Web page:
Jonathan: I was pressed to reject 2015 election result
‘Okonjo-Iweala, Adoke, Chidoka, Dudafa advised me not to accept defeat’
November 21, 2018 | Thenation
Former President Goodluck Jonathan has revealed how he was pressured not to accept defeat in the 2015 election.
Noting that the election was laden with some irregularities, including the difficulty he faced before he could vote in his native Otuoke, Bayelsa State home, Jonathan said he conceded defeat principally because it was his belief that his ambition should not lead to loss of lives and property as it was the case in previous elections.
He said contrary to some narratives that members of the international community prevailed on him to accept his defeat and congratulate the candidate of the All Progressives Congress (APC), the decision came naturally to him as he was aware a day before the announcement of the results that his party was bound to lose.
The revelations are contained in the former President’s book, “My Transition Hours”, which was presented in Abuja yesterday on his 61st birthday.
The book records the last-minute intrigues and political manoeuvres that defined his last moments with top aides and ministers in the Presidential Villa and the relief he felt after he congratulated President Buhari in a telephone conversation.
Jonathan said he rebuffed the advice by the then Minister of Finance and Coordinating Minister for the Economy, Dr. Ngozi Okonjo-Iweala; Attorney-General of the Federation and Justice Minister Mohammed Bello Adoke; Aviation Minister Osita Chidoka, who was a compere at the book launch; and his Senior Special Assistant on Domestic Affairs, Warpamowei Dudafa.
He writes: “They were recommending sundry alternatives, but I was quiet in the midst of their discussions. I hugged my thought, figuring out how to do that which was best for the country. My personal interest was receding rapidly and the interest of Nigeria looming large. I excused myself and left the sitting room. I walked into my study. Even there, my mantra was a strong circle around me, supporting and comforting me. Let the country survive. Let democracy survive. My political ambition is not worth people being ‘soaked in blood.”
On how and why he called to concede victory to Buhari, he wrote: “More results flowed in and I could not wait anymore. The announcement of the final result could take issues out of all our hands. It was time for me to take action and bring peace to the nation. I felt I was destined by God at that point in time to inject the peace serum and douse the palpable tension in the country.
“I reached out for his telephone and placed a call through the State House operators at about 4:45pm. A peace I had never felt since my political sojourn descended on me. It showed me where I had been in the past sixteen years and where I was then. I smiled at the thought of what I was about to do. I waited calmly for the person at the end of my call to answer.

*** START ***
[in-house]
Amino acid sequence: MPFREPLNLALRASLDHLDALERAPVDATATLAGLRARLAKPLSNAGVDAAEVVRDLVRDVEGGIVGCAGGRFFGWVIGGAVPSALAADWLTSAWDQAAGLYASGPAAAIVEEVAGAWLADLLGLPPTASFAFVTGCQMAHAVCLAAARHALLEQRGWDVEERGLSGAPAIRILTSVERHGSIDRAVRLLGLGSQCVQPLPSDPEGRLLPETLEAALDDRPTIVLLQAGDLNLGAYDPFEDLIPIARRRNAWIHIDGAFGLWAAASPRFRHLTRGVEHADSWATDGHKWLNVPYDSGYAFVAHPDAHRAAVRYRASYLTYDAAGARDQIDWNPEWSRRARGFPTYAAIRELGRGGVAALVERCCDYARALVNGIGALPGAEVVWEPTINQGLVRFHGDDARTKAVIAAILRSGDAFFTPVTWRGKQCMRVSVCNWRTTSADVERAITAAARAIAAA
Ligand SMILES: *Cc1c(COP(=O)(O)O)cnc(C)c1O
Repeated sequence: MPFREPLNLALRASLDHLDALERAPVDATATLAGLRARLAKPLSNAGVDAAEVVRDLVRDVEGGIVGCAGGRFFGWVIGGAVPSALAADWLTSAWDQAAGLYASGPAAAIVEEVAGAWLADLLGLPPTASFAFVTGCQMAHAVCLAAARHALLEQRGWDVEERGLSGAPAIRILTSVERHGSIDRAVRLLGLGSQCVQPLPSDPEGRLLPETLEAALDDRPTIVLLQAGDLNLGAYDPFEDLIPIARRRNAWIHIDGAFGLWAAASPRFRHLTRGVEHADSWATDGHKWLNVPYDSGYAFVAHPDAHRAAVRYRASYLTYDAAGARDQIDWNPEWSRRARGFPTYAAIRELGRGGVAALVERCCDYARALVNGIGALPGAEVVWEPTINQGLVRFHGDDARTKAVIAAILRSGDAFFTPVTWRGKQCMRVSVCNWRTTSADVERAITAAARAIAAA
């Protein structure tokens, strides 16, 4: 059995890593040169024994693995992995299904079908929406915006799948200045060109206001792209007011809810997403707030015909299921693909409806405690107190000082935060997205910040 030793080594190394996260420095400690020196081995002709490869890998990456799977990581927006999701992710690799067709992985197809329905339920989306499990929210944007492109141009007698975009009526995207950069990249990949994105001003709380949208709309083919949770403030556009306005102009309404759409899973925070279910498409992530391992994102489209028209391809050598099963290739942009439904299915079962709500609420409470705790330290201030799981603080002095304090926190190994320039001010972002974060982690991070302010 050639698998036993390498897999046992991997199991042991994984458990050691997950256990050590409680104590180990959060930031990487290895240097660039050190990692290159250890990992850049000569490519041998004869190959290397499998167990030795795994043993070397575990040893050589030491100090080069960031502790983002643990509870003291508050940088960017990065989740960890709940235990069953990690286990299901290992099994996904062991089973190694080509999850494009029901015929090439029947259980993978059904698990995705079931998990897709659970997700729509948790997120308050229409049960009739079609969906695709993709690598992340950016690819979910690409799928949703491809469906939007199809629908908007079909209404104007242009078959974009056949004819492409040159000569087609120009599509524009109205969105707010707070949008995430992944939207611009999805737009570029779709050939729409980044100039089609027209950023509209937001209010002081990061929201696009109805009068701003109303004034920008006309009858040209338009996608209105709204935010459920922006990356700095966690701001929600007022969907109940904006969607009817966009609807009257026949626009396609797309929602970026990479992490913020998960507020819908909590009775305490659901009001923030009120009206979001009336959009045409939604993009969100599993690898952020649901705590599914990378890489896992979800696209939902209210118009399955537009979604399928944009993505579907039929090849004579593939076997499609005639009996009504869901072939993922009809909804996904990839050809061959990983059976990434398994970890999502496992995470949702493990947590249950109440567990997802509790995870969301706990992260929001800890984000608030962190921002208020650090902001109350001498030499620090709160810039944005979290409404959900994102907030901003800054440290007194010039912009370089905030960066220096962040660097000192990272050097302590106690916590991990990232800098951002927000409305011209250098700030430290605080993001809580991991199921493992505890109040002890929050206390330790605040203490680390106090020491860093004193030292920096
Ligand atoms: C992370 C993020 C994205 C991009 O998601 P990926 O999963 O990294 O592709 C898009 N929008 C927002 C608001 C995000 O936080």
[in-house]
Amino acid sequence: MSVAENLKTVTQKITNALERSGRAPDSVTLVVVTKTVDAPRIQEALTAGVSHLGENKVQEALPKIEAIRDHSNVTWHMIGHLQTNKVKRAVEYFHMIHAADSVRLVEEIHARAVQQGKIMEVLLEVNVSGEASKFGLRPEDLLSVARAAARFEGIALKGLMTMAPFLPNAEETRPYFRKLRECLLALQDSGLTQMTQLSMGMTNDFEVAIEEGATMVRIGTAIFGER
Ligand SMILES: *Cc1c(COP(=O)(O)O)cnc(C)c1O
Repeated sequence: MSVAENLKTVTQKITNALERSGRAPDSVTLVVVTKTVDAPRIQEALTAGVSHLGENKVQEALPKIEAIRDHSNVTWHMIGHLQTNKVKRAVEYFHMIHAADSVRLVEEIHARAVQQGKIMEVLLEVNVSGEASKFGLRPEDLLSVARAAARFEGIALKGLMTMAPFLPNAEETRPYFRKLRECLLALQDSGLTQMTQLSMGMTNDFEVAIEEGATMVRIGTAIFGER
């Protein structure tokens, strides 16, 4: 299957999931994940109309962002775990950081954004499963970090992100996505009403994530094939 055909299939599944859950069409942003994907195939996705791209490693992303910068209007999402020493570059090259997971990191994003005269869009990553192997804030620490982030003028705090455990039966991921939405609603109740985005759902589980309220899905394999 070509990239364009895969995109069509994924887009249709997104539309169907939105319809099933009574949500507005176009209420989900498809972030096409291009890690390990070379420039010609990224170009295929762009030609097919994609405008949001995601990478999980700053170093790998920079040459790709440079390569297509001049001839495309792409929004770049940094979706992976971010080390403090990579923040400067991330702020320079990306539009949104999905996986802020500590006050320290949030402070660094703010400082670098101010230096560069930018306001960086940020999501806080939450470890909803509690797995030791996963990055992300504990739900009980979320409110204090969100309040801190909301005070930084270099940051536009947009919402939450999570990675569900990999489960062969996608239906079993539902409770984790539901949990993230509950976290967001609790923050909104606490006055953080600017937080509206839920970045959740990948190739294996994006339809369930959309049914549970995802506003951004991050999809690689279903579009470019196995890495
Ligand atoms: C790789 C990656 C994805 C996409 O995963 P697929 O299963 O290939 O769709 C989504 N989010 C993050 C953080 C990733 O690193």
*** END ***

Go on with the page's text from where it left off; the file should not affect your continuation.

Buhari: “Hello Your Excellency.”
Me: “Your Excellency, how are you”
Buhari: “I am alright, Your Excellency.”
Buhari: “Thank you very much Your Excellency.”
With that, the deed was done. Peace like the flow of a soothing river enveloped his heart, Jonathan said.
He continues: “For several seconds, the line was seized by the loudest silence I have ever known. Then we had a brief discussion. I could sense his relief too. He knew what could have been. Here is a man who had contested three times and lost. Maybe my gesture humbled him against his expectations because he thanked me and we talked about the handing over processes.
Elsewhere all over Africa, Asia and other parts of the world, countless deaths have been recorded on the scores of elections and power disputes. l mentioned Cote d’Ivoire earlier, where people died in their thousands during post-election violence. A similar scenario had unfolded in Kenya. African nations are more prone to post-election violence than other parts of the world. Only very few African nations have not experienced post elections violence on a very grand scale or some bitter power tussle fed by tribal or ethnic sentiments.
I hung up the phone, confident that my decision was right for Nigeria and would probably have a great impact on Africa. This may well be the beginning of a new perspective to power; a perspective which places national interest above personal preference. It should not always be about winning.
“After my conversation with Muhammadu Buhari, which lifted my spirit greatly, I felt better and lighter; it was time to break the news to my Ministers “Id mdes. I wandered back into the living room. These are people I came to know over a period of time. I anticipated what their response would be.
“In my new found calm, I stood before them and told them what I had just done. The elections were over. I had called and congratulated Muhammadu Buhari on his victory. It was time for all of us to move on. Stunned silence greeted the room for some time and after they overcame their shock, they all congratulated me.
“My Aviation Minister, Osita Chidoka, sought my permission to tweet my phone conversation with Buhari. I obliged and he did. The country was no longer waiting for the declaration of the election results. The nationwide tension automatically dissipated as through a red hot piece of iron had been dipped in a bowl of water. Thereafter, I addressed the nation.”